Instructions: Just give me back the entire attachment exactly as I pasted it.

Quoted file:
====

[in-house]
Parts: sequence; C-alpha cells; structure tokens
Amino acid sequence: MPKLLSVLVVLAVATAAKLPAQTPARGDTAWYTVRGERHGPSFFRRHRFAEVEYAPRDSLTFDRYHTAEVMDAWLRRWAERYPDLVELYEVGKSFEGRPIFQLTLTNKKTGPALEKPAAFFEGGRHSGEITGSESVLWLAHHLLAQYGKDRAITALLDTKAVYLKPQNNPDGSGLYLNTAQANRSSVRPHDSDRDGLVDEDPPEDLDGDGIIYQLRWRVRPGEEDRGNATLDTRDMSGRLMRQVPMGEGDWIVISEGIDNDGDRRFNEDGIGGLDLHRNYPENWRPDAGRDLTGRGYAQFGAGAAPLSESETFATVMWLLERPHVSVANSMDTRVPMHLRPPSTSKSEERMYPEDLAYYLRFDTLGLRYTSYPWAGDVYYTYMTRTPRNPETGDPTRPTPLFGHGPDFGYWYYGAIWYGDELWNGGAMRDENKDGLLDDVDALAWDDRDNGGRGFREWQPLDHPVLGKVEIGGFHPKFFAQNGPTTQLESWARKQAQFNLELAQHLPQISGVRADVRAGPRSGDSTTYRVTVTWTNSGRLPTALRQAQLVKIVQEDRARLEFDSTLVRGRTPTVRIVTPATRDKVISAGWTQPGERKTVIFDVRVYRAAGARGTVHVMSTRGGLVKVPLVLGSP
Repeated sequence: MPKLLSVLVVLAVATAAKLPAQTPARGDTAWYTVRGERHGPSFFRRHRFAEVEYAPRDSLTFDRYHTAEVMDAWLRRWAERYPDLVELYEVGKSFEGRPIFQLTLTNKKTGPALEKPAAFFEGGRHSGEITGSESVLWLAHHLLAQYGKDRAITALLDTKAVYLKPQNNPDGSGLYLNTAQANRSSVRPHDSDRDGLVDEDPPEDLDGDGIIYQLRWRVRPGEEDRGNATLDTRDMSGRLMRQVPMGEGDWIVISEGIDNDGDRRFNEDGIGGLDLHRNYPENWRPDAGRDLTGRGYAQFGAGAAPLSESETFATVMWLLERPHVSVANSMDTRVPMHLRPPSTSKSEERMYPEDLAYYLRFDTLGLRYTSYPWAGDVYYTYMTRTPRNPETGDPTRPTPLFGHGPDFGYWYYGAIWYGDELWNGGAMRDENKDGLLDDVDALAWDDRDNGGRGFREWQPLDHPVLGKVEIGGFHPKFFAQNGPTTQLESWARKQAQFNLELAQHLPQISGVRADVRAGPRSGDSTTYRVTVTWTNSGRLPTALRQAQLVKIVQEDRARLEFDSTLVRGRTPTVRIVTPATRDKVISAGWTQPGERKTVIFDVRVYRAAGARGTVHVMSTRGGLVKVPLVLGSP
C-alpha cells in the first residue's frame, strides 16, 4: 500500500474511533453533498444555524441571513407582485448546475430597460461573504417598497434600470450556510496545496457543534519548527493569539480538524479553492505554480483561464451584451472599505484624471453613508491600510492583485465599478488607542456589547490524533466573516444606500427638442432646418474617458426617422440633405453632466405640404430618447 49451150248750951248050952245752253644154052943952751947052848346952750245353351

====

[in-house]
Parts: sequence; C-alpha cells; structure tokens
Amino acid sequence: MPKLLSVLVVLAVATAAKLPAQTPARGDTAWYTVRGERHGPSFFRRHRFAEVEYAPRDSLTFDRYHTAEVMDAWLRRWAERYPDLVELYEVGKSFEGRPIFQLTLTNKKTGPALEKPAAFFEGGRHSGEITGSESVLWLAHHLLAQYGKDRAITALLDTKAVYLKPQNNPDGSGLYLNTAQANRSSVRPHDSDRDGLVDEDPPEDLDGDGIIYQLRWRVRPGEEDRGNATLDTRDMSGRLMRQVPMGEGDWIVISEGIDNDGDRRFNEDGIGGLDLHRNYPENWRPDAGRDLTGRGYAQFGAGAAPLSESETFATVMWLLERPHVSVANSMDTRVPMHLRPPSTSKSEERMYPEDLAYYLRFDTLGLRYTSYPWAGDVYYTYMTRTPRNPETGDPTRPTPLFGHGPDFGYWYYGAIWYGDELWNGGAMRDENKDGLLDDVDALAWDDRDNGGRGFREWQPLDHPVLGKVEIGGFHPKFFAQNGPTTQLESWARKQAQFNLELAQHLPQISGVRADVRAGPRSGDSTTYRVTVTWTNSGRLPTALRQAQLVKIVQEDRARLEFDSTLVRGRTPTVRIVTPATRDKVISAGWTQPGERKTVIFDVRVYRAAGARGTVHVMSTRGGLVKVPLVLGSP
Repeated sequence: MPKLLSVLVVLAVATAAKLPAQTPARGDTAWYTVRGERHGPSFFRRHRFAEVEYAPRDSLTFDRYHTAEVMDAWLRRWAERYPDLVELYEVGKSFEGRPIFQLTLTNKKTGPALEKPAAFFEGGRHSGEITGSESVLWLAHHLLAQYGKDRAITALLDTKAVYLKPQNNPDGSGLYLNTAQANRSSVRPHDSDRDGLVDEDPPEDLDGDGIIYQLRWRVRPGEEDRGNATLDTRDMSGRLMRQVPMGEGDWIVISEGIDNDGDRRFNEDGIGGLDLHRNYPENWRPDAGRDLTGRGYAQFGAGAAPLSESETFATVMWLLERPHVSVANSMDTRVPMHLRPPSTSKSEERMYPEDLAYYLRFDTLGLRYTSYPWAGDVYYTYMTRTPRNPETGDPTRPTPLFGHGPDFGYWYYGAIWYGDELWNGGAMRDENKDGLLDDVDALAWDDRDNGGRGFREWQPLDHPVLGKVEIGGFHPKFFAQNGPTTQLESWARKQAQFNLELAQHLPQISGVRADVRAGPRSGDSTTYRVTVTWTNSGRLPTALRQAQLVKIVQEDRARLEFDSTLVRGRTPTVRIVTPATRDKVISAGWTQPGERKTVIFDVRVYRAAGARGTVHVMSTRGGLVKVPLVLGSP
C-alpha cells in the first residue's frame, strides 16, 4: 500500500474511533453533498444555524441571513407582485448546475430597460461573504417598497434600470450556510496545496457543534519548527493569539480538524479553492505554480483561464451584451472599505484624471453613508491600510492583485465599478488607542456589547490524533466573516444606500427638442432646418474617458426617422440633405453632466405640404430618447 49451150248750951248050952245752253644154052943952751947052848346952750245353351